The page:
In his paper ‘Making the Economic Case for a United Ireland’ economist Michael Burke breaks it down into simple arithmetic. In 2013, the 26-county state produced $210 billion, with the six-county economy producing $50 billion over the same period. So in a unified all-Ireland economy the scope for a home market increases for the 26-counties by 25 percent and for the North by 400 percent. In the company I work for we don’t do any business in the Six Counties. It’s paying into two tax-codes’ for businesses and some, including the one I work for, don’t feel it’s worth the hassle. Burke also argues that since the 26-counties removed itself from the domineering control of Britain it has integrated itself more into the world economy. The same cannot be said of the six-county economy and this is glaringly evident in its ‘external sales’ (exports) which amounted to a paltry €14.3 billion per annum as compared terms to €89 billion in the 26-six counties.
An important misconception tackled by Burke is the myth of the £10 billion sterling annual subvention from Britain, supposedly to keep the Six Counties afloat. Just as Scotland’s Block Grant under Barnett didn’t stack up under scrutiny, neither does the alleged subvention of £10 billion to the North. Burke, citing recent data from the ONS, showed that each household in the Six Counties (from a total number of 739,000) receives an extra £982 in state awards, including NHS contributions, than what they pay in taxes and rates, making the subvention approximately £700 million and not the £10 billion stated. If the latter were true it would make the Six Counties one of the richest states in the world on a per capita basis, whereas the economic data relating to its economy shows this is certainly not the case.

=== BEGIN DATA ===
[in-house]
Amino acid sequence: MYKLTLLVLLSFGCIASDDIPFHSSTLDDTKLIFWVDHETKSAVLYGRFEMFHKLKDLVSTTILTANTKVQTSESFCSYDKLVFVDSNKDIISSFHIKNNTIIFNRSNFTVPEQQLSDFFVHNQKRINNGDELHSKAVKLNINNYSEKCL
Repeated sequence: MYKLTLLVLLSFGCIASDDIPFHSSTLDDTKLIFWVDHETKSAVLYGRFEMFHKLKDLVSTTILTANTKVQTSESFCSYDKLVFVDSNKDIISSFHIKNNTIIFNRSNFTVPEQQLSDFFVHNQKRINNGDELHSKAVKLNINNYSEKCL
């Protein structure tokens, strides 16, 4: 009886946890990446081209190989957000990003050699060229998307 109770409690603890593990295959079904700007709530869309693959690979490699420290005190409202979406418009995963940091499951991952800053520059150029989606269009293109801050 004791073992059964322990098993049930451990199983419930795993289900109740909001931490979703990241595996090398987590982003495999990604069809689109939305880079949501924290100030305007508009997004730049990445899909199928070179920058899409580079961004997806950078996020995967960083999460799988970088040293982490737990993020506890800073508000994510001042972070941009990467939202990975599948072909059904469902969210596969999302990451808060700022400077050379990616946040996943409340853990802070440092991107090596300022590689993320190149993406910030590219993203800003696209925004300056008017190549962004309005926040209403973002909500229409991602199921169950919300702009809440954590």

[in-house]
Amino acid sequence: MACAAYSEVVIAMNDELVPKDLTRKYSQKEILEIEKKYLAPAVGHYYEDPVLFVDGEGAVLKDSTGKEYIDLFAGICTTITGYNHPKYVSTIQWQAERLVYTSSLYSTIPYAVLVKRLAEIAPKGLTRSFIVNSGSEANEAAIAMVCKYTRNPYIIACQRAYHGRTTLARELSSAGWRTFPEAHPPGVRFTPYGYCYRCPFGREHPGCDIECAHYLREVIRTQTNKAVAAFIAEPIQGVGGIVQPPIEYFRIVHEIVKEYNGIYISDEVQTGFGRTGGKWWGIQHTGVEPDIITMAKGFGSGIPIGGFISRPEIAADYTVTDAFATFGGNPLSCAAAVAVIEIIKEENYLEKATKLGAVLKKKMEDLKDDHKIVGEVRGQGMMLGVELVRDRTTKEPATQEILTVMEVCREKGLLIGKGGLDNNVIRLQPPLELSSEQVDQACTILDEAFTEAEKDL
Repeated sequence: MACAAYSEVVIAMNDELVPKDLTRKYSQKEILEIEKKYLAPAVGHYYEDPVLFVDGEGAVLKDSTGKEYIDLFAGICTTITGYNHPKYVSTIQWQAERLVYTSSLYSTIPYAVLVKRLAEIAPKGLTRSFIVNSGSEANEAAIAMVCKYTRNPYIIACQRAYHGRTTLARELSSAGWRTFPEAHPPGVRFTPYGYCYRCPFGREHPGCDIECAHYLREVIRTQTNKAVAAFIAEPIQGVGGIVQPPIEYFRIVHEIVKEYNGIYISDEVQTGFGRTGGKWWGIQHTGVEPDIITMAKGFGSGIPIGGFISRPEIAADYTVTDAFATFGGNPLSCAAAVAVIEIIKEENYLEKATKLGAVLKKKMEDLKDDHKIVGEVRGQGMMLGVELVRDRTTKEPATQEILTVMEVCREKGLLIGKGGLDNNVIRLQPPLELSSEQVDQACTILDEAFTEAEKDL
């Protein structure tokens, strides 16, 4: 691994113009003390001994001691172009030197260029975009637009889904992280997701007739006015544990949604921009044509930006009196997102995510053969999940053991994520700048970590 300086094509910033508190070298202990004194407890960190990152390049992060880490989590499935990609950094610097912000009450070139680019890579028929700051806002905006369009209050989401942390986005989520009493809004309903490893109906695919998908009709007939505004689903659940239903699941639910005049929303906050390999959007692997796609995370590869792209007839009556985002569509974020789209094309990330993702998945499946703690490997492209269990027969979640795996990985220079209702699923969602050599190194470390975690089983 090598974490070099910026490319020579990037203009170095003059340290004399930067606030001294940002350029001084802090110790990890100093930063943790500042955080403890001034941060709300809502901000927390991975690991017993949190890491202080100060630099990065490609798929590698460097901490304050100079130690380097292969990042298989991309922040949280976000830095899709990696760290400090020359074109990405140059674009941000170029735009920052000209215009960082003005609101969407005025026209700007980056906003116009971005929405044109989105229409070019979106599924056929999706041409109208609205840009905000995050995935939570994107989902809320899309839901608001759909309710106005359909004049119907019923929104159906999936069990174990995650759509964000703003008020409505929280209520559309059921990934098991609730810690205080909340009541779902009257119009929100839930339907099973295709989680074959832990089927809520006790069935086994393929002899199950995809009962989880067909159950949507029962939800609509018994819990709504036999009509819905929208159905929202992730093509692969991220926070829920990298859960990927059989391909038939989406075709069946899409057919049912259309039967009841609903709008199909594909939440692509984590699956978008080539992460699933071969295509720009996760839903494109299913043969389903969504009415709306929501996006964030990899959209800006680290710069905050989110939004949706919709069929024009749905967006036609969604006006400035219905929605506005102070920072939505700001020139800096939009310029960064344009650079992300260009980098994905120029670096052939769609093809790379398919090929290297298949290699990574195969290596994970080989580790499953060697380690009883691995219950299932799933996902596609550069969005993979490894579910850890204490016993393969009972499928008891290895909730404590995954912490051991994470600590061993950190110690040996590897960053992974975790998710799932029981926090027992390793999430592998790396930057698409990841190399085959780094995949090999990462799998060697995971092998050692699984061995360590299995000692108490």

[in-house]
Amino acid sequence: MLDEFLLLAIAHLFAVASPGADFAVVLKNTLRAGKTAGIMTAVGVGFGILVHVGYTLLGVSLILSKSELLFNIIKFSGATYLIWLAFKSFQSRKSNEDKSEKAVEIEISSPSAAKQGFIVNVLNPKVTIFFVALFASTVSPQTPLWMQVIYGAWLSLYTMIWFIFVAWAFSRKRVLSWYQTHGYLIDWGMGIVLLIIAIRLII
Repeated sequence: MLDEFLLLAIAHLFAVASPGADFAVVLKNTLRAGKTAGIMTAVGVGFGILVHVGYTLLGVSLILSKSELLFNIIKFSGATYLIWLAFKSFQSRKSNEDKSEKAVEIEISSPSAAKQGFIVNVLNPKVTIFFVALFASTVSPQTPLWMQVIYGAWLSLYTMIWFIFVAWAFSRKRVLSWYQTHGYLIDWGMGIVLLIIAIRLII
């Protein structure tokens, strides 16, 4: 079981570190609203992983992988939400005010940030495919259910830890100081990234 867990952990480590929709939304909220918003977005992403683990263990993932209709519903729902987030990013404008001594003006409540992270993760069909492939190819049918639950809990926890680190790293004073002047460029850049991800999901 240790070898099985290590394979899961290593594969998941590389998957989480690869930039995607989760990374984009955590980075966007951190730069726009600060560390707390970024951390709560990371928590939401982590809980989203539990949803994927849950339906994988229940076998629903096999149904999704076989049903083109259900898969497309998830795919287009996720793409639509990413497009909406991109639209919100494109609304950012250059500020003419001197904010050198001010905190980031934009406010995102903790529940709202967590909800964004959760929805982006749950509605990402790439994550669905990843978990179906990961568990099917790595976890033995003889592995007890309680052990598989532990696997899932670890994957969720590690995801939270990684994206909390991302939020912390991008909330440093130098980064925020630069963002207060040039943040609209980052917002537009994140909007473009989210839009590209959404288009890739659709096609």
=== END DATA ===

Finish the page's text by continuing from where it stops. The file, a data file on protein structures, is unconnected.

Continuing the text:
The economic arguments for Irish Unity stack up then and can run concurrent with those relating to the undemocratic nature of partition of itself, imposed as it was under duress and against the wishes of the people. That said, we should not be waiting for the ghost of James Connolly to return and can’t be living in the graveyards. While we have a great past littered with Martyrs that we rightly commemorate, we have to remember the past and not live in it. We need to live republicanism on our streets and in our communities, utilising modern forms of communication (such as social media) more intelligently, making our project and our ideas relevant to ordinary people on the street.
In terms of polls, time and again they have proven favourable to our argument and yet some maintain the South doesn’t want the North. All polls, even those designed to inhibit arguments for unity, indicate this to be false. I can say conclusively there has never been a poll in the 26-counties where a clear majority have not expressed their desire for reunification. In the Ireland’s Call programme, only 14 percent in the 26-counties said they didn’t want to see a United Ireland in their lifetime – a remarkable figure in line with other similarly run polls. With ‘don’t knows’ excluded, only 40 percent in the North wanted to see a United Ireland in their lifetime, which although a disappointment is nevertheless encouraging given there has been no real debate on the matter. Just as in Scotland, once misconceptions are tackled in a meaningful debate we could see a swing in our favour.